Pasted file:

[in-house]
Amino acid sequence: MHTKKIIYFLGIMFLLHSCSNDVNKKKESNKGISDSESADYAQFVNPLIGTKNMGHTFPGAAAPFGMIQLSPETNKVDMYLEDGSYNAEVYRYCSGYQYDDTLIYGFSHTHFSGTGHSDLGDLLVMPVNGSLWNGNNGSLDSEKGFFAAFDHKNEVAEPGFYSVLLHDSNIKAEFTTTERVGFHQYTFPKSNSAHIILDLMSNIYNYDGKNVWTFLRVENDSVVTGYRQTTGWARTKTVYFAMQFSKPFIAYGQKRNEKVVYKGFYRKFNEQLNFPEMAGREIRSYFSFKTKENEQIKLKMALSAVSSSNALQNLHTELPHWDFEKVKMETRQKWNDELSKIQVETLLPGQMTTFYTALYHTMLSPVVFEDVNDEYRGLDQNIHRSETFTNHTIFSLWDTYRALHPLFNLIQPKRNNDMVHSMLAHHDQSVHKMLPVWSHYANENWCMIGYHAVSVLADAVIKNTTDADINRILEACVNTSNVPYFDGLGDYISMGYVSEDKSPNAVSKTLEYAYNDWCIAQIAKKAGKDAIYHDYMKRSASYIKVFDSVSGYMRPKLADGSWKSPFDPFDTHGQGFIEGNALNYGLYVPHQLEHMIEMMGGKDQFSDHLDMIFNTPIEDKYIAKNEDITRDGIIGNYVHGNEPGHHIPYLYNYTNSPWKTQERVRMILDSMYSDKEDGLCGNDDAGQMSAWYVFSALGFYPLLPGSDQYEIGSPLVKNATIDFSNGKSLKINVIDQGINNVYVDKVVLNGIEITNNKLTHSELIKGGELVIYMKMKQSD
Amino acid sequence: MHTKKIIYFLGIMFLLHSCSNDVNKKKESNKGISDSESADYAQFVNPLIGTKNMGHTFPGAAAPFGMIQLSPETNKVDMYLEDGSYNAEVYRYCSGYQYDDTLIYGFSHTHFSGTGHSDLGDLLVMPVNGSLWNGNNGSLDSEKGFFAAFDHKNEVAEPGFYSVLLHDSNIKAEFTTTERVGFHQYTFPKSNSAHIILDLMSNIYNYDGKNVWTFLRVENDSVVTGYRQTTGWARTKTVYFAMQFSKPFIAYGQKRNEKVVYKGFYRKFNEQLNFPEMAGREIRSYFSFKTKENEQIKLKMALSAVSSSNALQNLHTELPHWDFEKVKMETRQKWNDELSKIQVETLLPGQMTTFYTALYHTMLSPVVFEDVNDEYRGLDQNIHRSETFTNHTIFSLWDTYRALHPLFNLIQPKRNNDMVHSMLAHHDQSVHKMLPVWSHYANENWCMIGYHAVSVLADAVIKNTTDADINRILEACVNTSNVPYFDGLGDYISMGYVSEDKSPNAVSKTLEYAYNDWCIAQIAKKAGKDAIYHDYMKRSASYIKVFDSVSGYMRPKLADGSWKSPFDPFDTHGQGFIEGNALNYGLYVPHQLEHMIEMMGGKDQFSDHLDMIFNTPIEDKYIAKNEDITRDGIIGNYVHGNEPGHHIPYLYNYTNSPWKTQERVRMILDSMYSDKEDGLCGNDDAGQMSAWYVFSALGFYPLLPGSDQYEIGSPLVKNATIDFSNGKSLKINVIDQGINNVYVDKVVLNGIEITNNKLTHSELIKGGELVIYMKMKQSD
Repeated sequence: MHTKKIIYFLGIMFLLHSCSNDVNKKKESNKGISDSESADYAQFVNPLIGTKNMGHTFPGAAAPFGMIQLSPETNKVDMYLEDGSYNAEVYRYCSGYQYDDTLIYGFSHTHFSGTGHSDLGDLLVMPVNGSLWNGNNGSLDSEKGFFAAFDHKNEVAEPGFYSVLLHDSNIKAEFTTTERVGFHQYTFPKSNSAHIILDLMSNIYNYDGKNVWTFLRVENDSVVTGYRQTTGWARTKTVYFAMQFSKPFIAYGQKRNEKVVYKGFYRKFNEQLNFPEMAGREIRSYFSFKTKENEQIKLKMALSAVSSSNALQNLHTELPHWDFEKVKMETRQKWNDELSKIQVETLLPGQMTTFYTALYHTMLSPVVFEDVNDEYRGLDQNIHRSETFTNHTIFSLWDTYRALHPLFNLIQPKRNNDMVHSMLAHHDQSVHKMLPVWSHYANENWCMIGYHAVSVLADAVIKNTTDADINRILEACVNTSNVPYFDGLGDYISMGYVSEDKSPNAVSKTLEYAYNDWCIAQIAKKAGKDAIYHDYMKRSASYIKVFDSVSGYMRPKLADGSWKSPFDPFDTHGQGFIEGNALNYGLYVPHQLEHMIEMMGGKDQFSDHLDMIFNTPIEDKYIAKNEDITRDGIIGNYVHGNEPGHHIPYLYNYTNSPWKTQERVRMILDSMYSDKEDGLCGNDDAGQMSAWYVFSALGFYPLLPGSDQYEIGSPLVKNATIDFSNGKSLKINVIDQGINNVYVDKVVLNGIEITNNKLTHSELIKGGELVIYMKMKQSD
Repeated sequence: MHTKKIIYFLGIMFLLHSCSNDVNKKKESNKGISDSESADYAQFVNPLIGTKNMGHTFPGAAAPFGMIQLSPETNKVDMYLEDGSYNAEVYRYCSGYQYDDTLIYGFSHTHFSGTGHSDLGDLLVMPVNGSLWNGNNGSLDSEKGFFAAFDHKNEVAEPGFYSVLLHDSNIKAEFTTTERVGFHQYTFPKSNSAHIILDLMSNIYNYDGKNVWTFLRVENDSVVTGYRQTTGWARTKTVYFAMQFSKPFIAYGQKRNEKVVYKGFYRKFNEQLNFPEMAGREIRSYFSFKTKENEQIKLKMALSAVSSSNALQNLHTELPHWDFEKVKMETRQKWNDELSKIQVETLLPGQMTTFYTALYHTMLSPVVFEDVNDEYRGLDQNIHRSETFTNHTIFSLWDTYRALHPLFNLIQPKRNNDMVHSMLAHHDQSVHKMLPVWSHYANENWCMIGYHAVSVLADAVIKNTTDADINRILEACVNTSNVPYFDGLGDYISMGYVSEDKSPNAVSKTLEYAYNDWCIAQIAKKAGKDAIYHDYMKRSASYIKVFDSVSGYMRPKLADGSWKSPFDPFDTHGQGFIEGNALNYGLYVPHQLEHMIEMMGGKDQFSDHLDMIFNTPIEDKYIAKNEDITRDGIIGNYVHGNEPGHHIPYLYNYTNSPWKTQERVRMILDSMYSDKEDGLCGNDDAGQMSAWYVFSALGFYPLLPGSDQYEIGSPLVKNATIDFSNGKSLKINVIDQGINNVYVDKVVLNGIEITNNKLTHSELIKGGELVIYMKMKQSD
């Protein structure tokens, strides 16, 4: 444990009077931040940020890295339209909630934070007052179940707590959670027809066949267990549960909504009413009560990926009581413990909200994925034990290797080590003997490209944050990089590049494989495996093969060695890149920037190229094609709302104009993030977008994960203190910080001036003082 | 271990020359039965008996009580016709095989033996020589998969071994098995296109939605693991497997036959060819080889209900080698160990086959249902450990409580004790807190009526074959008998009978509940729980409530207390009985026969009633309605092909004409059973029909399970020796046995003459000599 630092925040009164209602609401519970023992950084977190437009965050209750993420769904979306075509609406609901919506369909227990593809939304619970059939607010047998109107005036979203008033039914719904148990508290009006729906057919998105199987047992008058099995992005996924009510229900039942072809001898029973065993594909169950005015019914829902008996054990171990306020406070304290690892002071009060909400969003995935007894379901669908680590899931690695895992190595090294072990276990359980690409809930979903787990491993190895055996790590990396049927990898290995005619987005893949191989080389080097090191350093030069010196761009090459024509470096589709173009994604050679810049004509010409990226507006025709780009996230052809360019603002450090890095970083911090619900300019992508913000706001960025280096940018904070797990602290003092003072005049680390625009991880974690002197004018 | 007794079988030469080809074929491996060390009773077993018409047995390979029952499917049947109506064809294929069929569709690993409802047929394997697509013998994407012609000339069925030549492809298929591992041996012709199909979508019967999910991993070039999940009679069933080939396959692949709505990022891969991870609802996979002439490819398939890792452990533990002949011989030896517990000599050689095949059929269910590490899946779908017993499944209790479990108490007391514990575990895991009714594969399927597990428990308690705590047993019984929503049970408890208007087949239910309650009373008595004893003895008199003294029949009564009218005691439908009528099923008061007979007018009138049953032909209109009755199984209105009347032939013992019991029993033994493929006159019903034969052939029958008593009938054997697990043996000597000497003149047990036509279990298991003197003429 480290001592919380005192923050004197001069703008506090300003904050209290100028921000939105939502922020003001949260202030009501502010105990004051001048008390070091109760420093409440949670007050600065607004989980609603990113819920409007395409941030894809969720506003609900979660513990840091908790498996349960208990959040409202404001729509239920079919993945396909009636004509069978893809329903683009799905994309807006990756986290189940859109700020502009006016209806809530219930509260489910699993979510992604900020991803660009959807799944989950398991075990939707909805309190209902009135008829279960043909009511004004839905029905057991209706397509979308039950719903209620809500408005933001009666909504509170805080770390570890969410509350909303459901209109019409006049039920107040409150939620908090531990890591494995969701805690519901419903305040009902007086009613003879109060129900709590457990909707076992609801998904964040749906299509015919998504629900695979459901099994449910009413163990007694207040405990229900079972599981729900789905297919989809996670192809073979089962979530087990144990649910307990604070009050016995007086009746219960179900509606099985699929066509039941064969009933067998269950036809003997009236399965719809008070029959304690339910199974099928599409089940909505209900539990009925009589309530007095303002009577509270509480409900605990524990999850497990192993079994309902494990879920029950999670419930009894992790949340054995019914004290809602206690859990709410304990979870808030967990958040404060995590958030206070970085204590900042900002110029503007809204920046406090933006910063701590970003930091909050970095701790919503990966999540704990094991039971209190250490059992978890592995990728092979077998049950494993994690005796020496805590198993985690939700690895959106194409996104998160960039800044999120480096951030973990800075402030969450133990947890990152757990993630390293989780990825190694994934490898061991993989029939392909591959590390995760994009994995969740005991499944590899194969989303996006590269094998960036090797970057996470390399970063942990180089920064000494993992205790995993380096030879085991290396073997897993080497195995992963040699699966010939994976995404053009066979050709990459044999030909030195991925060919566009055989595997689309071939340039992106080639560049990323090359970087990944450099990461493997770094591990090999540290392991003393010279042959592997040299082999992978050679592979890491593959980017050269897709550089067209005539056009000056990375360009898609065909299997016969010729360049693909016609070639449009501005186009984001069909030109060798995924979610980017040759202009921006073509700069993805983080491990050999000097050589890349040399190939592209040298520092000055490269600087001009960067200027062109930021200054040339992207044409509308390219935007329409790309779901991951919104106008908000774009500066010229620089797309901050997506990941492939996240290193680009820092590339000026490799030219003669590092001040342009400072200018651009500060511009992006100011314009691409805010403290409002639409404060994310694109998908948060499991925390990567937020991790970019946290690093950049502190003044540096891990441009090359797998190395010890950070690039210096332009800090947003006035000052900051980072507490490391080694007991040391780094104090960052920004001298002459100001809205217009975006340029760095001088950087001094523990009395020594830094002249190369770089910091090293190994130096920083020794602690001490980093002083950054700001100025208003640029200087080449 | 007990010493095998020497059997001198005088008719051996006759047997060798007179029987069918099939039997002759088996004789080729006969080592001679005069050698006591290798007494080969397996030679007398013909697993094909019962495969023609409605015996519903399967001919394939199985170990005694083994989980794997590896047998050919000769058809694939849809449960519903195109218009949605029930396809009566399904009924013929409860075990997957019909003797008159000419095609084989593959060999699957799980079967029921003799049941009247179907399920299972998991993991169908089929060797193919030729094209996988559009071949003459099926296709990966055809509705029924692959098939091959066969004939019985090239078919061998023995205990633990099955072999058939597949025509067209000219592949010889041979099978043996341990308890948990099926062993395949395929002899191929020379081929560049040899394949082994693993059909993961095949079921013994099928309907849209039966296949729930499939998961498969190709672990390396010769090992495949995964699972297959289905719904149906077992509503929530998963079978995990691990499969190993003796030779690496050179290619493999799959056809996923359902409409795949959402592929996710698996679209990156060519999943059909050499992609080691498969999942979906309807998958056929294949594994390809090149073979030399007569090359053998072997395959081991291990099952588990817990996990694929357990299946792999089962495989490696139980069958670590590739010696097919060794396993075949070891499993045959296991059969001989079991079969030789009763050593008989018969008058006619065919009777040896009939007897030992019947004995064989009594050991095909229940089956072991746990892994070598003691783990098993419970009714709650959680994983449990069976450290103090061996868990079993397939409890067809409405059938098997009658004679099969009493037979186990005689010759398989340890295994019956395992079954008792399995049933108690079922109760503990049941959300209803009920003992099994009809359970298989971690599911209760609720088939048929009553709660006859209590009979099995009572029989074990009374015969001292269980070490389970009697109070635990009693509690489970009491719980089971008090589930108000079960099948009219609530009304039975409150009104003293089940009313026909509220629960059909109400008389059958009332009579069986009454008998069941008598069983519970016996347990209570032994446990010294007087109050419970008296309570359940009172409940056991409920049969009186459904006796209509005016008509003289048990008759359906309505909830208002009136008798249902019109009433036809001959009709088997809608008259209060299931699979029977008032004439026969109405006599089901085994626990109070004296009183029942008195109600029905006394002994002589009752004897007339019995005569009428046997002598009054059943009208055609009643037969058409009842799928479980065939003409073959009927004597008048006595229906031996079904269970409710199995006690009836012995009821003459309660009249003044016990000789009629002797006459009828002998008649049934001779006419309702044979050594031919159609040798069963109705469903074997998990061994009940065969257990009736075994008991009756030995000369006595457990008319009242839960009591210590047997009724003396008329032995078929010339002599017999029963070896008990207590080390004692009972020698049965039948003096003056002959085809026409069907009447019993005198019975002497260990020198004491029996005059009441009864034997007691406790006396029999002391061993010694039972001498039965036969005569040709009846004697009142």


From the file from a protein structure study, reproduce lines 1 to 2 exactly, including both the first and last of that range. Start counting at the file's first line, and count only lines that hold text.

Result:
[in-house]
Amino acid sequence: MHTKKIIYFLGIMFLLHSCSNDVNKKKESNKGISDSESADYAQFVNPLIGTKNMGHTFPGAAAPFGMIQLSPETNKVDMYLEDGSYNAEVYRYCSGYQYDDTLIYGFSHTHFSGTGHSDLGDLLVMPVNGSLWNGNNGSLDSEKGFFAAFDHKNEVAEPGFYSVLLHDSNIKAEFTTTERVGFHQYTFPKSNSAHIILDLMSNIYNYDGKNVWTFLRVENDSVVTGYRQTTGWARTKTVYFAMQFSKPFIAYGQKRNEKVVYKGFYRKFNEQLNFPEMAGREIRSYFSFKTKENEQIKLKMALSAVSSSNALQNLHTELPHWDFEKVKMETRQKWNDELSKIQVETLLPGQMTTFYTALYHTMLSPVVFEDVNDEYRGLDQNIHRSETFTNHTIFSLWDTYRALHPLFNLIQPKRNNDMVHSMLAHHDQSVHKMLPVWSHYANENWCMIGYHAVSVLADAVIKNTTDADINRILEACVNTSNVPYFDGLGDYISMGYVSEDKSPNAVSKTLEYAYNDWCIAQIAKKAGKDAIYHDYMKRSASYIKVFDSVSGYMRPKLADGSWKSPFDPFDTHGQGFIEGNALNYGLYVPHQLEHMIEMMGGKDQFSDHLDMIFNTPIEDKYIAKNEDITRDGIIGNYVHGNEPGHHIPYLYNYTNSPWKTQERVRMILDSMYSDKEDGLCGNDDAGQMSAWYVFSALGFYPLLPGSDQYEIGSPLVKNATIDFSNGKSLKINVIDQGINNVYVDKVVLNGIEITNNKLTHSELIKGGELVIYMKMKQSD